You mentioned the style being almost symbiotic with classic cocktails, how would you serve it?
Drawing on the great history of cocktails, we recommend the classic Tom Collins or Martinez. Both work amazingly well with Makar Old Tom.
We were lucky enough to try a couple of variants of the Cask Aged as you worked on it. How did you settle on mulberry and new oak?
We have been experimenting with wood ageing for almost a year now having started the process with a number of virgin casks derived from different woods and carefully narrowing this down to establish which wood works best with Makar, combined with finding the optimum ageing period for the gin within the cask.
The ageing process is a delicate balance – unlike whisky for example, the time which gin spends in wood is much more sensitive. If left too long the wood overpowers the subtle botanical flavours within the gin, however if we take it out too soon the influence is too subtle.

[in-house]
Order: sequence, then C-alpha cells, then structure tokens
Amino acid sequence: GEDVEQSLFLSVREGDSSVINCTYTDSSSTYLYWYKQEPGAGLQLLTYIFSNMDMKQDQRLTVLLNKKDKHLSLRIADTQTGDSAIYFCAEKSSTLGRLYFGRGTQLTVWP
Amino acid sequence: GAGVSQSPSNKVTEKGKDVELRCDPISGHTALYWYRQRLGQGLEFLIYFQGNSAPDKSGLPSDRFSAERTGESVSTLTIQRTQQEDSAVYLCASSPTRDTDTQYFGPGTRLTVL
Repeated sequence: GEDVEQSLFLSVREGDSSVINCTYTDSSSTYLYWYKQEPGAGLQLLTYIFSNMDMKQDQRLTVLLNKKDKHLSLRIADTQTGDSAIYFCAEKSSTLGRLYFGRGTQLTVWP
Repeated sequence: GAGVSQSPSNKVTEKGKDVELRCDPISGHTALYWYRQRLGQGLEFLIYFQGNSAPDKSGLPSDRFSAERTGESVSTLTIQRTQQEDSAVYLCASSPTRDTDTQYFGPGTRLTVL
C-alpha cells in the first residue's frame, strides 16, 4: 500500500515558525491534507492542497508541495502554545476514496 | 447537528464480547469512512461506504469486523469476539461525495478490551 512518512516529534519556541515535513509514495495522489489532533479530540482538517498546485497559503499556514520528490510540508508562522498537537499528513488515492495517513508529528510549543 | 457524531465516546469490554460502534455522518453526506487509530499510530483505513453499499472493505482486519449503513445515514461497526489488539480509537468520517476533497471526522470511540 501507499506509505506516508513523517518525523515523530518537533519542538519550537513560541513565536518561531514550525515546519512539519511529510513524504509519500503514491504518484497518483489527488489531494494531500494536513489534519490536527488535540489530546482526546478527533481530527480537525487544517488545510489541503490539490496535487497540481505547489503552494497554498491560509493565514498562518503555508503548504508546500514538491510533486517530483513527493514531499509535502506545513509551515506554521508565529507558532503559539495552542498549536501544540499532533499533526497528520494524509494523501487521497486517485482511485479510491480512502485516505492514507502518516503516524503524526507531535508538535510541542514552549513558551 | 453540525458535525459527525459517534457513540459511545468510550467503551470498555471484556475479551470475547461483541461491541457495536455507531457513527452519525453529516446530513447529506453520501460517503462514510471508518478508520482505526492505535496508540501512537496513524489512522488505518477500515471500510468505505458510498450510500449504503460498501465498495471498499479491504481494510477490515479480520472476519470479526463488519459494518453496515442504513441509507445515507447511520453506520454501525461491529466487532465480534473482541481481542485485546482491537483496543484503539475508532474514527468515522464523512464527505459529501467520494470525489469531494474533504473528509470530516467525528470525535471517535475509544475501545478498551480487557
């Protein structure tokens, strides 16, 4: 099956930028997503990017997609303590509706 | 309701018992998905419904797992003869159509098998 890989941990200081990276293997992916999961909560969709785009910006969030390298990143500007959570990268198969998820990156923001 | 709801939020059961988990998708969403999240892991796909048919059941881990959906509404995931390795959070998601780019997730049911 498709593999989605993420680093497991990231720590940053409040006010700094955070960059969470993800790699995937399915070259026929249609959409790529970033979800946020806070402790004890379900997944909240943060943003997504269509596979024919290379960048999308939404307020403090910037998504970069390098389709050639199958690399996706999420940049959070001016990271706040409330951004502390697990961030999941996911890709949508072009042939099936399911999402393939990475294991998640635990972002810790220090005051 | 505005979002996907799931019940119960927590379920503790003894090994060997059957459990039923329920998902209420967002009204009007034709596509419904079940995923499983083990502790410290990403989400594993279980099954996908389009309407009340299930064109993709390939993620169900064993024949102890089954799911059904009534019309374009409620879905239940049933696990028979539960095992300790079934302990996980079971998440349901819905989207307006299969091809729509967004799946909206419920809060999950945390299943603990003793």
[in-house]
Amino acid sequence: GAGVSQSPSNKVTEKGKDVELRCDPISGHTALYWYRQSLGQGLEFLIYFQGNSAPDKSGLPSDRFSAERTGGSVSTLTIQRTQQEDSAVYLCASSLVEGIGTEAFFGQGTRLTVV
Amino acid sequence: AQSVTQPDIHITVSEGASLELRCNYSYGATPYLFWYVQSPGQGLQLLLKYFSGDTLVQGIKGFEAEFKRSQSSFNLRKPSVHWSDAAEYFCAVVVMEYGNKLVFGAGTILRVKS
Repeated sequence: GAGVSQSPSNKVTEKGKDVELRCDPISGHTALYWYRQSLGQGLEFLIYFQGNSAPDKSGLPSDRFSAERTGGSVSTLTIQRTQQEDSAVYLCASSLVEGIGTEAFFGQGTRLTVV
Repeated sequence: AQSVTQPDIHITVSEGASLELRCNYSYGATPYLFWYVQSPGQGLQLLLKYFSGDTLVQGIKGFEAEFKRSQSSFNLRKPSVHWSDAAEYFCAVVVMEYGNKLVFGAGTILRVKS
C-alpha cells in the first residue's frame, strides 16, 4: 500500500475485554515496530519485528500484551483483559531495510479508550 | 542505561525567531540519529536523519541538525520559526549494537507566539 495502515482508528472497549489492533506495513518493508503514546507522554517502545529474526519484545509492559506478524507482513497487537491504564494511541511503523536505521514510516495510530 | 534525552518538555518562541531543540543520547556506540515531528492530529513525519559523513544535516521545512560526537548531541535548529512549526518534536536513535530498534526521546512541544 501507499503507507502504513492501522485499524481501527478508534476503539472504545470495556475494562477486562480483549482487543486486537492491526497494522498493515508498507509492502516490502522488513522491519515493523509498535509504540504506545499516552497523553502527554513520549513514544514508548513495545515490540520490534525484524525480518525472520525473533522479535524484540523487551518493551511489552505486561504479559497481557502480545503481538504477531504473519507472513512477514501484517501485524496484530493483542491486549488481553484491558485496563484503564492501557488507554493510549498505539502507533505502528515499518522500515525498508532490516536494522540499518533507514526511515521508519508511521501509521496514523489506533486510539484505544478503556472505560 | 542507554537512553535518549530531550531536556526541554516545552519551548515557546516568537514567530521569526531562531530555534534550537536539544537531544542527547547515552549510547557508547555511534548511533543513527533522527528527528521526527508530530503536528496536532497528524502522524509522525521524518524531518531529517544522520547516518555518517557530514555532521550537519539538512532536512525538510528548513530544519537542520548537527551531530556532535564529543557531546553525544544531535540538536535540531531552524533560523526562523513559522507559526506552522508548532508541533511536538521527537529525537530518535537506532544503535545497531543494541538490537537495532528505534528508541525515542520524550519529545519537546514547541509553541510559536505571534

Getting the balance right is crucial to making the product work. Commencing with seven different types of wood, we narrowed this down to three over a period of time and finally down to two different variants – Mulberry and Oak Aged Makar. Both woods bring something different to the gin and during tasting trials the opinion was such that we decided to release both.
Were there any recipe tweaks or did you just age the flagship Makar hot off the still?
The Makar flagship brand is an absolute juniper party. What impact has the wood had on this core botanical?
Juniper remains the star of the show – the wood however has brought in another dimension to the overall flavour and balance of the gin. The oak adds a subtle smokey note on the palate and pepper to the finish, whilst mulberry brings wonderful hints of anise and sweet lemon to Makar, creating an exquisite gin.
It’s been a huge year for Cask Aged Gin – do you have any predictions for what might come next? Is any of it your agenda?